About Bob Manley, the Center’s founder/president:
Bob Manley (Robert H. Manley) served in the U.S. Navy from 1944-46, mostly in college-based officer training programs and with the U.S. Air Force from 1951-53 as a legal officer (judge advocate). He has the B.A. from Colgate University (1947), the J.D. from Cornell University (1950), the M.P.A from what is now the John F. Kennedy School of Government at Harvard University (1955) and the Ph. D. in Political Science from what is now the Rockefeller College of Public Affairs and Policy, University at Albany, State University of New York (1975), where he studied political theory with Dr. John Gunnell and international relations and comparative politics with Dr. Theodore P. Wright, Jr. He studied world history, political theory and the economics of international trade while on a Rotary Foundation Fellowship at the University of Manchester (1955-56). He studied International Law at the Harvard Law School (1953-54) as well as at the Center for Studies in International Law and International Relations at the Hague Academy of International Law (August-September 1959) in a program funded by the Rockefeller Foundation.
He has been fortunate to spend considerable time in various parts of the world including: a year in French Morocco (now Morocco) with the U.S. Air Force (1952-53); a year studying in England and traveling in Scotland and Europe (1955-56); two years with the humanitarian organization CARE in Hong Kong/Macau, the Philippines, Sri Lanka and Ecuador (1957-59); three years in the Caribbean, with extensive travel, especially in Guyana, while with the Institute of Caribbean Studies and Department of Political Science, University of Puerto Rico (1968-71). He also spent eight months in Ghana and visiting universities in Botswana, Côte d'Ivoire, Ethiopia, Kenya, Liberia, Nigeria, Senegal, Tanzania, Togo, Zaire (now Democratic Republic of the Congo), and Zimbabwe, while teaching on a Fulbright grant in the Political Science Department and the Legon Center for International Affairs at the University of Ghana (January-August 1990).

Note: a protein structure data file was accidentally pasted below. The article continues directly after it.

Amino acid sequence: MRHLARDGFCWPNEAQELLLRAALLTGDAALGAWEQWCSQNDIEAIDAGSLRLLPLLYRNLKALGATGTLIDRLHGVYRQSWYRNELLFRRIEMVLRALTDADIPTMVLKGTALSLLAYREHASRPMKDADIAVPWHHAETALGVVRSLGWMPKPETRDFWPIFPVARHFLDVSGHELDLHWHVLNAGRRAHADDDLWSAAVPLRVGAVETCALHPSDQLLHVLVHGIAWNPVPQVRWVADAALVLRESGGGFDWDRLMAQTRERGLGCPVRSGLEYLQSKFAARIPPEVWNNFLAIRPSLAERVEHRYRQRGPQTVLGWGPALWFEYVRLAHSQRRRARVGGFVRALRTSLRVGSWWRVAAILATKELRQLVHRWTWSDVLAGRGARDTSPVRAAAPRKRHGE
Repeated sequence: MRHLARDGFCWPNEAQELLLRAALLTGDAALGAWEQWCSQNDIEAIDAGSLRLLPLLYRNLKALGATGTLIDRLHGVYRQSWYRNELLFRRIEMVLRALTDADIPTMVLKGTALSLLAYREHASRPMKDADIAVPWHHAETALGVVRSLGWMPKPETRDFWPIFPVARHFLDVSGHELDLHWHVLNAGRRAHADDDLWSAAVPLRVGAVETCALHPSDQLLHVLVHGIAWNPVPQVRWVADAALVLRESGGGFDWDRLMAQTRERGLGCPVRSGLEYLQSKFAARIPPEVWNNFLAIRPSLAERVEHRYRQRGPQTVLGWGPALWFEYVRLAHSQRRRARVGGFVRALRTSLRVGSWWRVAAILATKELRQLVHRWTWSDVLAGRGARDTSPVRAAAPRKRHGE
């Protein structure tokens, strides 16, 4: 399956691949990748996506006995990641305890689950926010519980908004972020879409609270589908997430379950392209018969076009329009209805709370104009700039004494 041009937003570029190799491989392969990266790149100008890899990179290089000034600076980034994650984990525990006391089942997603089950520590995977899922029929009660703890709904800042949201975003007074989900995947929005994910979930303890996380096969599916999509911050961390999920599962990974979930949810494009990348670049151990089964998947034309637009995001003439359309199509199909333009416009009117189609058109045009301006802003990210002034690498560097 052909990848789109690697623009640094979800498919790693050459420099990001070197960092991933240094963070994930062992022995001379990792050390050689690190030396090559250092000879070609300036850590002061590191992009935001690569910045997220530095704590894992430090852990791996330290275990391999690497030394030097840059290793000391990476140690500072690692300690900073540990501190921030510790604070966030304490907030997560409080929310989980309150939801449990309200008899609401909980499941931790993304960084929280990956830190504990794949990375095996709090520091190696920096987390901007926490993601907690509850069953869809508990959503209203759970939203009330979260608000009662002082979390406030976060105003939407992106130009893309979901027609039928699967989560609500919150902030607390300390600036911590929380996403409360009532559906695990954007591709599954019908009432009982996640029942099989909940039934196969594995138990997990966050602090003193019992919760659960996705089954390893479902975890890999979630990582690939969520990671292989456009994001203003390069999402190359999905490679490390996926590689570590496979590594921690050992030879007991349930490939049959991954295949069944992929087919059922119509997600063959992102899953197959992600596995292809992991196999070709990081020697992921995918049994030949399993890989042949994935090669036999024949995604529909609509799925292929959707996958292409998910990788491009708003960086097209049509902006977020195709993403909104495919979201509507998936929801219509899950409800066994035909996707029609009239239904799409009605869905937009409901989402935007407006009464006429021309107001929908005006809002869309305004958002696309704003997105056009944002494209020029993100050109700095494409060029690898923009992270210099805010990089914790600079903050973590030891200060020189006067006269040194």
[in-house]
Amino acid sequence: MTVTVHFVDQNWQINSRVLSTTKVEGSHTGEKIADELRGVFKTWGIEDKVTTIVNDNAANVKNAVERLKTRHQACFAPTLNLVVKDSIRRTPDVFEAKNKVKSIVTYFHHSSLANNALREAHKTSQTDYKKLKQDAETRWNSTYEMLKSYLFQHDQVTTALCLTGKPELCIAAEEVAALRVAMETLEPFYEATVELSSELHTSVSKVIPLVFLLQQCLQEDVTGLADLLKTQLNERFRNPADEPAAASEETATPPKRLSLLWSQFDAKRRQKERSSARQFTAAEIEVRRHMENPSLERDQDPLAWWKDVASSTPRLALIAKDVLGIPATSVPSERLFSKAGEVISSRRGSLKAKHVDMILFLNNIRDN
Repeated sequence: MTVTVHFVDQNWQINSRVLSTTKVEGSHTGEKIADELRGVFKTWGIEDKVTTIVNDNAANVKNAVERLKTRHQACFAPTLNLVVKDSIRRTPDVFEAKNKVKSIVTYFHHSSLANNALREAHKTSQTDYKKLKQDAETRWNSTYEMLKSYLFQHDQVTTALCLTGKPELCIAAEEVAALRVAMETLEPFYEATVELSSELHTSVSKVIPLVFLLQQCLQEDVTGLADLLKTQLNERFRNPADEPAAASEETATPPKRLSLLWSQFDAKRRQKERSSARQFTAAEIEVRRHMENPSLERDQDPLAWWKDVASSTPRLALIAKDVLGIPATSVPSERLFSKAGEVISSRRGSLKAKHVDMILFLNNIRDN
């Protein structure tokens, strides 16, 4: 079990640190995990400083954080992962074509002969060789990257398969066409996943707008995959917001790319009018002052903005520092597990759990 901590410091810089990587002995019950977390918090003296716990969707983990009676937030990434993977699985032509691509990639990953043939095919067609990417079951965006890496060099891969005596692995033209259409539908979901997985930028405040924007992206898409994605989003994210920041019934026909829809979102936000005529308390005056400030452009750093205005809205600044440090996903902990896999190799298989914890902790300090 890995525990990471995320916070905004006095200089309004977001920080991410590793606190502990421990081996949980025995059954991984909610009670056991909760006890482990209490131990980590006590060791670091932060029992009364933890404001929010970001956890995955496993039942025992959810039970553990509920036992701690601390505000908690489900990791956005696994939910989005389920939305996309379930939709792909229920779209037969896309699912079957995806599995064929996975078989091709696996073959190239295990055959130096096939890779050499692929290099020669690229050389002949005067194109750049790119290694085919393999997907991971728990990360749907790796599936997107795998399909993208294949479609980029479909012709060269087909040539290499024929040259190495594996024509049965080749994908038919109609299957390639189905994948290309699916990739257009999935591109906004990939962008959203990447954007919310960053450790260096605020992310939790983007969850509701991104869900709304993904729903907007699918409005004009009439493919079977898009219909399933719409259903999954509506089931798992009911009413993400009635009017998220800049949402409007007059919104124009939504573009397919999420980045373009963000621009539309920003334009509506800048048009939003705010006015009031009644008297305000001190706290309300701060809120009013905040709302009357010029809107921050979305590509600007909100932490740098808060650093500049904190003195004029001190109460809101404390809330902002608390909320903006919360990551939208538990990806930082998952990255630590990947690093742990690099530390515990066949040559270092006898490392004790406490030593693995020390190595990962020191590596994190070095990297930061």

He taught U.S. Foreign Policy as well as International Organizations (focusing on the United Nations) at the Chinese Foreign Affairs University in Beijing (September 2001-July 2002), preceded by lecturing at Wuhan University and visiting universities in Beijing, Nanjing, Shanghai, Xiamen and Hong Kong (May-June 1986). He made research visits to the Soviet Union in 1978, 1984 and 1988 and to all Eastern European countries (except Albania) in 1978 and 1986.